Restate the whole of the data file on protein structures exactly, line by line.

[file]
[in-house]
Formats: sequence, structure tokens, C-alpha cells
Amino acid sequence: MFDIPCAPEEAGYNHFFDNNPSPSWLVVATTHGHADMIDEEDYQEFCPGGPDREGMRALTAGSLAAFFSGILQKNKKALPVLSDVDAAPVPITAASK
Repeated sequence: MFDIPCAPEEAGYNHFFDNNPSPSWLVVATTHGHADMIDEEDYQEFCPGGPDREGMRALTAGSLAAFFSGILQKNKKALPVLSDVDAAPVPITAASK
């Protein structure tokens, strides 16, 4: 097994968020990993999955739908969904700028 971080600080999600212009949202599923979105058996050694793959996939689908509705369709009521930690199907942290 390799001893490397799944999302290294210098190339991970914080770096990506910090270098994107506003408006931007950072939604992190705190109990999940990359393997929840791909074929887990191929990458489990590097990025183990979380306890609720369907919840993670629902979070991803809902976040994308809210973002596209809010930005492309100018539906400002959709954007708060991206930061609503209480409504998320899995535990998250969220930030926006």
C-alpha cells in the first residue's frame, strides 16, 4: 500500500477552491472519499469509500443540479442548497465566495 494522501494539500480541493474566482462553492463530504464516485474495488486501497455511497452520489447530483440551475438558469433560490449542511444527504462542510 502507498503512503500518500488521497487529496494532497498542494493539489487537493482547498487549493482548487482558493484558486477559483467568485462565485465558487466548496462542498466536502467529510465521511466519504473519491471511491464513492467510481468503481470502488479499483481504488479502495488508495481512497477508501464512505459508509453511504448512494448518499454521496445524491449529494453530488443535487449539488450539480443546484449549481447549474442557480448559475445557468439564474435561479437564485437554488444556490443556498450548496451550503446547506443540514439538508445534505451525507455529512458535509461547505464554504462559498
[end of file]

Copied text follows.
[in-house]
Formats: sequence, structure tokens, C-alpha cells
Amino acid sequence: MFDIPCAPEEAGYNHFFDNNPSPSWLVVATTHGHADMIDEEDYQEFCPGGPDREGMRALTAGSLAAFFSGILQKNKKALPVLSDVDAAPVPITAASK
Repeated sequence: MFDIPCAPEEAGYNHFFDNNPSPSWLVVATTHGHADMIDEEDYQEFCPGGPDREGMRALTAGSLAAFFSGILQKNKKALPVLSDVDAAPVPITAASK
């Protein structure tokens, strides 16, 4: 097994968020990993999955739908969904700028 971080600080999600212009949202599923979105058996050694793959996939689908509705369709009521930690199907942290 390799001893490397799944999302290294210098190339991970914080770096990506910090270098994107506003408006931007950072939604992190705190109990999940990359393997929840791909074929887990191929990458489990590097990025183990979380306890609720369907919840993670629902979070991803809902976040994308809210973002596209809010930005492309100018539906400002959709954007708060991206930061609503209480409504998320899995535990998250969220930030926006």
C-alpha cells in the first residue's frame, strides 16, 4: 500500500477552491472519499469509500443540479442548497465566495 494522501494539500480541493474566482462553492463530504464516485474495488486501497455511497452520489447530483440551475438558469433560490449542511444527504462542510 502507498503512503500518500488521497487529496494532497498542494493539489487537493482547498487549493482548487482558493484558486477559483467568485462565485465558487466548496462542498466536502467529510465521511466519504473519491471511491464513492467510481468503481470502488479499483481504488479502495488508495481512497477508501464512505459508509453511504448512494448518499454521496445524491449529494453530488443535487449539488450539480443546484449549481447549474442557480448559475445557468439564474435561479437564485437554488444556490443556498450548496451550503446547506443540514439538508445534505451525507455529512458535509461547505464554504462559498